Using Your Compost

Barbara Mrgich
Adams County Master Gardener

(6/29) Making and using compost in your garden has huge economical and ecological benefits. Maybe you have been learning about it and are convinced that your plants would grow better if you started producing what gardeners refer to as "Black Gold". It's very easy to understand how you would incorporate compost into a vegetable garden, however, you are mainly an ornamental gardener, and you mulch your garden with a decorative mulch, so how do you use the compost you have produced? This was my question when I started years ago, so I will share some of my discoveries with you.

Compost is not time sensitive

First of all, compost does not have to be completely "finished" (thoroughly and completely decomposed) before you spread it on the garden, and, on the other hand, the longer you keep it the more "finished" it gets. Therefore, there are no time constraints on its use. Keep it as long as you want, or use it whenever you need it.

Use compost as a top dressing

If you are getting ready to mulch an area of your garden, spread the compost just before you mulch. If some mulch is already in place, pull the mulch back from the plants, add the compost as a top dressing around your plants, then rake the mulch back over.

It is not necessary to dig the compost into the garden soil. The more you work the soil, the more earthworms and other beneficial organisms you chop up, and the more weed seeds you expose to the light which enables them to germinate.

Earthworms love compost and will increase rapidly with its use. They work constantly to aerate the soil. They will take whatever is on the top of the soil down to lower levels thereby working the compost down naturally. An additional benefit is that earthworm droppings are a great fertilizer.

Use compost in containers

I have a large trash can into which I drilled many holes. I fill it with partially digested compost from my open bins in the early summer, close the lid, and set it aside except to check it occasionally to see that it is still damp. By the next spring, it is totally digested and ready to use for filling my pots. I like to fill many containers around my garden, and buying potting soil to fill them all can become very expensive. I use my "trash can" compost and mix in a little perlite to improve drainage. The compost tends to retain more moisture, so the plants aren't as water needy as they would be in other planting mediums. Annuals or perennials, my plants get big and beautiful growing in my compost.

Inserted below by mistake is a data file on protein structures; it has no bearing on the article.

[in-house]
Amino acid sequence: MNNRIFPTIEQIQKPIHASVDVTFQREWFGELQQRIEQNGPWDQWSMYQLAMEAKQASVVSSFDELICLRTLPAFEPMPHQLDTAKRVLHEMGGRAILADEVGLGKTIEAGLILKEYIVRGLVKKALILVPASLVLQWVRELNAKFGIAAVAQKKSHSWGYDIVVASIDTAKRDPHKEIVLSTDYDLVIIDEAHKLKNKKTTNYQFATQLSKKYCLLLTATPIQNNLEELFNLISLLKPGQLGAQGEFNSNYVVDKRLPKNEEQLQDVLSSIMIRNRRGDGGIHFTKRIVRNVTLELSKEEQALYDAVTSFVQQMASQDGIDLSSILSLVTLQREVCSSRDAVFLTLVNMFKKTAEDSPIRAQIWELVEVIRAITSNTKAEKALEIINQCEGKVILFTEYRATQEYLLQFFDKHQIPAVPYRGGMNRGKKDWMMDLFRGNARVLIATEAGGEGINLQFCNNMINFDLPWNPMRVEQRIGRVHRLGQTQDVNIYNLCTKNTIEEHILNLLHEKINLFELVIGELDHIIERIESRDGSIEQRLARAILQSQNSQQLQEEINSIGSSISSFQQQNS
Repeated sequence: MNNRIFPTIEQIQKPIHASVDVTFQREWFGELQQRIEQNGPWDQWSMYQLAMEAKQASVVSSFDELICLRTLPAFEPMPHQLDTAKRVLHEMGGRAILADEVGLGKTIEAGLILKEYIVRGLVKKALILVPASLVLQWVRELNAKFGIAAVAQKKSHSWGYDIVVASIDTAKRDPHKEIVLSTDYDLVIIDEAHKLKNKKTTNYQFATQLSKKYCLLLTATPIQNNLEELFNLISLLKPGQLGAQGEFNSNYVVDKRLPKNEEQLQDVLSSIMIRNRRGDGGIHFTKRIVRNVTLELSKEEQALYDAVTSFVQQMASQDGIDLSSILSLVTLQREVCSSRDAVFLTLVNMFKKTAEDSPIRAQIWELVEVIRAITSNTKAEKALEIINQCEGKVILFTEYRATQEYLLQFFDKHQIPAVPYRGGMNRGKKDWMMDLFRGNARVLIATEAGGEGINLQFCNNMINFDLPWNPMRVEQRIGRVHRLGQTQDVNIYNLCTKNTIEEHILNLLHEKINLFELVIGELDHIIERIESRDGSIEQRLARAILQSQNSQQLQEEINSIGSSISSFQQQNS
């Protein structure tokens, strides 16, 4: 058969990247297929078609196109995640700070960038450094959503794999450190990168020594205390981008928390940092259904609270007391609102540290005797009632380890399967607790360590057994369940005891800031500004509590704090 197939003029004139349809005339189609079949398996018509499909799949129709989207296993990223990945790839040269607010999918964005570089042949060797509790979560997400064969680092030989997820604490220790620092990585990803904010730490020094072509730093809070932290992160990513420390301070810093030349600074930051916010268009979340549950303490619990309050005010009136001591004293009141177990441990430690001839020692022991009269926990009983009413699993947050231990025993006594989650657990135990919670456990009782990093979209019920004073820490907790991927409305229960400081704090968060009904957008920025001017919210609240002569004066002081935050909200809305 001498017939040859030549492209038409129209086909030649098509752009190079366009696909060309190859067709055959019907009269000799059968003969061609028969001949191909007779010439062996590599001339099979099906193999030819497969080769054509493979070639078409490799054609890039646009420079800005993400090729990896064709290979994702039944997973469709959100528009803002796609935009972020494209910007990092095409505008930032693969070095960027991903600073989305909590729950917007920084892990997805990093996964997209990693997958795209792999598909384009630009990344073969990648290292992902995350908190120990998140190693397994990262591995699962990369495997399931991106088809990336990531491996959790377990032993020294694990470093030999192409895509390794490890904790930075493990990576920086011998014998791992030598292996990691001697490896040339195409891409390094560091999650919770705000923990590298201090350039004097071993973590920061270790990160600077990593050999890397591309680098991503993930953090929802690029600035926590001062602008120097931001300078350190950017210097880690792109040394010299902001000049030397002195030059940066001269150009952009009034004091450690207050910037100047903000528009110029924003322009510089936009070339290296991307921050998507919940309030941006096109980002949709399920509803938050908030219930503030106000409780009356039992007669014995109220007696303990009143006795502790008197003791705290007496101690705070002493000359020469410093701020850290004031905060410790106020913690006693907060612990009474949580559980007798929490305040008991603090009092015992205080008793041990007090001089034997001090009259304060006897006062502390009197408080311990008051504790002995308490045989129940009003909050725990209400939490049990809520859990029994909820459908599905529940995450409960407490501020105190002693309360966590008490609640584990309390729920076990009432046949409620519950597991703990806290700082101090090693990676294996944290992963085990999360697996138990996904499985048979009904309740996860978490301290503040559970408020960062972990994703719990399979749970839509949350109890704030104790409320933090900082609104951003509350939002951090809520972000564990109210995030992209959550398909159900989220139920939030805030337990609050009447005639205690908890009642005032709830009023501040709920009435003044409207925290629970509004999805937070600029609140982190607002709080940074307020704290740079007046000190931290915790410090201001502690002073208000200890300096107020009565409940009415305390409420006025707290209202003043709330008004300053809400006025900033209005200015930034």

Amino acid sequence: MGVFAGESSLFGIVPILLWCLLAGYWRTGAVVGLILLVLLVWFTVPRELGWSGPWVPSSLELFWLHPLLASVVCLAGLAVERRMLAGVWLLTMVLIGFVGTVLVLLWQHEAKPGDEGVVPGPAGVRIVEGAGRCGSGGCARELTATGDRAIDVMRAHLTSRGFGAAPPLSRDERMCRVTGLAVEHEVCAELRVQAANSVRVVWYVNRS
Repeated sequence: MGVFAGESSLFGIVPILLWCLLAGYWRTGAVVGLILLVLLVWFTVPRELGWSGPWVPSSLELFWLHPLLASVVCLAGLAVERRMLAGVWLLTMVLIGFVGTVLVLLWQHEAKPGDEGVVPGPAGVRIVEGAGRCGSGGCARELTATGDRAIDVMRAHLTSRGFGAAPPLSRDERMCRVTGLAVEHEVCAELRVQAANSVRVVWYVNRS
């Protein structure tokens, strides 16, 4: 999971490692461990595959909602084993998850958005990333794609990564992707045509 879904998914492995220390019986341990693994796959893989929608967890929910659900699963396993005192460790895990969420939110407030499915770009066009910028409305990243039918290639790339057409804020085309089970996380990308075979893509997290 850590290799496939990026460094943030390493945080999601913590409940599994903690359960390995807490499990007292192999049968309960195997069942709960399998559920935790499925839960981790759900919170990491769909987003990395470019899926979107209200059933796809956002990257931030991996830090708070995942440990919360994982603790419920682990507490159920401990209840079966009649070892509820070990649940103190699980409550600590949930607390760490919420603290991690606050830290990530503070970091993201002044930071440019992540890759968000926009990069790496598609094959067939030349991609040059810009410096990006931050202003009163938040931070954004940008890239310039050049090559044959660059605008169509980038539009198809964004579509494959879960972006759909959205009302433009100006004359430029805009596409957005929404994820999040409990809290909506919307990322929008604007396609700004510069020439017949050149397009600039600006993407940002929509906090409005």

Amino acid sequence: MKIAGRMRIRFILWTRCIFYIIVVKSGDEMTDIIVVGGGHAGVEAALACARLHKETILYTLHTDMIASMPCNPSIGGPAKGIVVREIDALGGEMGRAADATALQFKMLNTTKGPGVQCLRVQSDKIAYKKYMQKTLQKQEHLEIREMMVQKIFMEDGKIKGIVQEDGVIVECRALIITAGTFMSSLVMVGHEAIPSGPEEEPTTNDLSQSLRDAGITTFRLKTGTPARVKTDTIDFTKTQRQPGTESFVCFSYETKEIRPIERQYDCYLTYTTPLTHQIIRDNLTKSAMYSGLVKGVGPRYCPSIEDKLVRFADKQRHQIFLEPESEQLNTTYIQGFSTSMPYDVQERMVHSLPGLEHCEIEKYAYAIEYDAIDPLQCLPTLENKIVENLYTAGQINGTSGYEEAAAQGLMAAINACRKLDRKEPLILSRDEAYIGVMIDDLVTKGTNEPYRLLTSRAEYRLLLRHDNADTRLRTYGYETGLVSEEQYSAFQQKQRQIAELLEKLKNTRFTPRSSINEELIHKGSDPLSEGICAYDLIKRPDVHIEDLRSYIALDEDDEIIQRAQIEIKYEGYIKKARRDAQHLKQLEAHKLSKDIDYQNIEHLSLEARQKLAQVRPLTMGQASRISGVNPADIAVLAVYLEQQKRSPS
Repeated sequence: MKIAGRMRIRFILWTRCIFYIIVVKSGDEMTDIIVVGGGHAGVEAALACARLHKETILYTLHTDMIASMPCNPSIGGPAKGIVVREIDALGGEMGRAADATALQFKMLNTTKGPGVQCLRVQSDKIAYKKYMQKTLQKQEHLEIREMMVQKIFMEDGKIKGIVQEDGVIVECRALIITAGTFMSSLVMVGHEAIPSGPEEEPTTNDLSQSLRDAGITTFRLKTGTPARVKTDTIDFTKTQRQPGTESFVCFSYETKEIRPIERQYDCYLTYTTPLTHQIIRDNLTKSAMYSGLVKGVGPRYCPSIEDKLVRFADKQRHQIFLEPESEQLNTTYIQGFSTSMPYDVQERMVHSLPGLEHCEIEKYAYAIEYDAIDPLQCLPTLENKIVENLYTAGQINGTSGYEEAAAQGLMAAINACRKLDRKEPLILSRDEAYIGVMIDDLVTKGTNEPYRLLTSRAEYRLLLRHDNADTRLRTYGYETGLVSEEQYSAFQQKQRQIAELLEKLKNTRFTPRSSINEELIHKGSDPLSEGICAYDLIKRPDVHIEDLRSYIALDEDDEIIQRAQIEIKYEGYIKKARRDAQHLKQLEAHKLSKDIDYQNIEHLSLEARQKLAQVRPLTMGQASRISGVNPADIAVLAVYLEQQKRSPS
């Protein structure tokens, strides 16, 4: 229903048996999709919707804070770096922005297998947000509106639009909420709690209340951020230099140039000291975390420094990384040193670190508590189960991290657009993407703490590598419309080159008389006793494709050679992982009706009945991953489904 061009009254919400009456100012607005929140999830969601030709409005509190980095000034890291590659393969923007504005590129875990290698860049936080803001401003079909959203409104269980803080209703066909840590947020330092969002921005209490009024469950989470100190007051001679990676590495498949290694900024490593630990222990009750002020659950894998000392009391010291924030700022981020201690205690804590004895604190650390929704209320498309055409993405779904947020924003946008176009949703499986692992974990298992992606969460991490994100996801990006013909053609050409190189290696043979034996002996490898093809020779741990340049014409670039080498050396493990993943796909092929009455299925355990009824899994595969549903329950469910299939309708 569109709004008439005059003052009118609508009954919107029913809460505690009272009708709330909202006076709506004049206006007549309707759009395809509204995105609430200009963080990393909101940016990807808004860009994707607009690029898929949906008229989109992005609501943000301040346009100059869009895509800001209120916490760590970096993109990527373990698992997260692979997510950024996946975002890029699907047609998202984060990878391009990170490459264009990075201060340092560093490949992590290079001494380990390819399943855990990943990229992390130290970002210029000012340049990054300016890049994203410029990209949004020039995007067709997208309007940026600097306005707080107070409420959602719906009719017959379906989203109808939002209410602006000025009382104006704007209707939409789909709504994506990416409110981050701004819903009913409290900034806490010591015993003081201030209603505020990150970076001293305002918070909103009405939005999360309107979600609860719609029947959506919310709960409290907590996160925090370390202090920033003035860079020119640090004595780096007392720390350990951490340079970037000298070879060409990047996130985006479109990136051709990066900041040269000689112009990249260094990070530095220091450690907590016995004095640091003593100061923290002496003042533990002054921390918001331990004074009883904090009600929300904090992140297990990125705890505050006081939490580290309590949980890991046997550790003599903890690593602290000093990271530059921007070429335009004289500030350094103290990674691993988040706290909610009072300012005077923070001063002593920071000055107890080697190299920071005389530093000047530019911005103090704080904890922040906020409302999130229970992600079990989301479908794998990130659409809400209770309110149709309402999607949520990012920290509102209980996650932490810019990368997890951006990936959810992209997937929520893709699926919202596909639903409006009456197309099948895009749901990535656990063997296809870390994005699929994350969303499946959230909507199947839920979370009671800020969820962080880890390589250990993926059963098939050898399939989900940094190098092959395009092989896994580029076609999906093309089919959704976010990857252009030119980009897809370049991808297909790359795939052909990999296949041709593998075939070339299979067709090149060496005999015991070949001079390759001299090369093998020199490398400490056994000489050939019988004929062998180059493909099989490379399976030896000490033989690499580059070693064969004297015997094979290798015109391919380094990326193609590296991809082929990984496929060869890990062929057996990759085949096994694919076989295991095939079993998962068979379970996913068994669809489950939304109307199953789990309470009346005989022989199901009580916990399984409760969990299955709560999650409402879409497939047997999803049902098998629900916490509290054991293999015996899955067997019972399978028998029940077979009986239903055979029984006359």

I buy large pots, and sometimes keep the same plants in them for years. I fertilize them, but I use an organic fertilizer as opposed to a chemical fertilizer to maintain life in the soil.

Use compost when planting

Anytime I am going to transplant or introduce a new plant, I first spread compost around the area. As I dig the hole, it mixes in. I usually mulch around the new plant with more compost.

Use compost for winter protection

I use compost in the fall to add a layer of protection to the roots of vulnerable plants which may be marginally hardy. I also use it around anything that was newly planted this year. A thick layer of compost covering the root system will keep the soil at a more even temperature protecting it from bitter cold, and from the alternate freeze and thaw which causes plants to heave (come up out of the soil). Remember not to pile the compost against the stem or crown of the plant, just as you would not pile it against the truck of a tree. We are zone 6B. Anything rated zone 5 or below will definitely be fine, but some zone 6 plants need protection if we have an unseasonably cold winter. For instance, I love Verbena 'Homestead Purple', and it is rated for zone 6, but it rarely ever came back for me until I started dumping some compost over the root area in the late fall. Now it usually comes back just fine. I even have some this summer that made it through January's polar vortex.

Eliminate the work of turning over the soil

Finally, when I want to start a new garden section, I pile as much compost as I can get, right on the grass. I plan ahead, and do this in the fall. The compost needs to be eight or more inches deep to smother the grass. By spring the decayed grass has become part of the soil. I simply dig my holes and plant nursery stock, or plant seeds right in the compost. Mushroom soil, which is actually compost, will work well. Mixing in a combination of shredded leaves and grass clippings makes it even better. This method has worked for me for many years and eliminates the backbreaking job of turning over the soil.

For information on how to make compost, please see my previous article titled, Composting Made Simple. Go to Master Gardeners, and look for mine and other master gardener articles.

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